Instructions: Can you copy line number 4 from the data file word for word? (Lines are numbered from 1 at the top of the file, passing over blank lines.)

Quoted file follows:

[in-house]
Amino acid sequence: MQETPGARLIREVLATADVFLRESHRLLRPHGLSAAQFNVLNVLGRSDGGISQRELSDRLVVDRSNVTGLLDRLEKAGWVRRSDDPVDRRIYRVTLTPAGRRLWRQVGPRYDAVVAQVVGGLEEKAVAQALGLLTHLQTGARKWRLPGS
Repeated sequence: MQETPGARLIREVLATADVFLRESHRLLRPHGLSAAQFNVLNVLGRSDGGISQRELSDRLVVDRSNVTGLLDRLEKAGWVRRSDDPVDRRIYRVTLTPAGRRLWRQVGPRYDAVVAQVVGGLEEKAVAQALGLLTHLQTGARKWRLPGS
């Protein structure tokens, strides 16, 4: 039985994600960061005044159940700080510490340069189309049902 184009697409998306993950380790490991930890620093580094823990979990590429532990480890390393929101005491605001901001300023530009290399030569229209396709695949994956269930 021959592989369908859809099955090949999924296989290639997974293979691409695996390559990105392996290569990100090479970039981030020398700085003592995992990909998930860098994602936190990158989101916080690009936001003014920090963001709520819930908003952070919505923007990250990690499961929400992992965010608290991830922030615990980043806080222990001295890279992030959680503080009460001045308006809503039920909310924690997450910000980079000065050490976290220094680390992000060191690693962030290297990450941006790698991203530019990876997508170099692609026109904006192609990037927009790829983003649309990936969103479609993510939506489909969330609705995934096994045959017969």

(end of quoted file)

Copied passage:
């Protein structure tokens, strides 16, 4: 039985994600960061005044159940700080510490340069189309049902 184009697409998306993950380790490991930890620093580094823990979990590429532990480890390393929101005491605001901001300023530009290399030569229209396709695949994956269930 021959592989369908859809099955090949999924296989290639997974293979691409695996390559990105392996290569990100090479970039981030020398700085003592995992990909998930860098994602936190990158989101916080690009936001003014920090963001709520819930908003952070919505923007990250990690499961929400992992965010608290991830922030615990980043806080222990001295890279992030959680503080009460001045308006809503039920909310924690997450910000980079000065050490976290220094680390992000060191690693962030290297990450941006790698991203530019990876997508170099692609026109904006192609990037927009790829983003649309990936969103479609993510939506489909969330609705995934096994045959017969």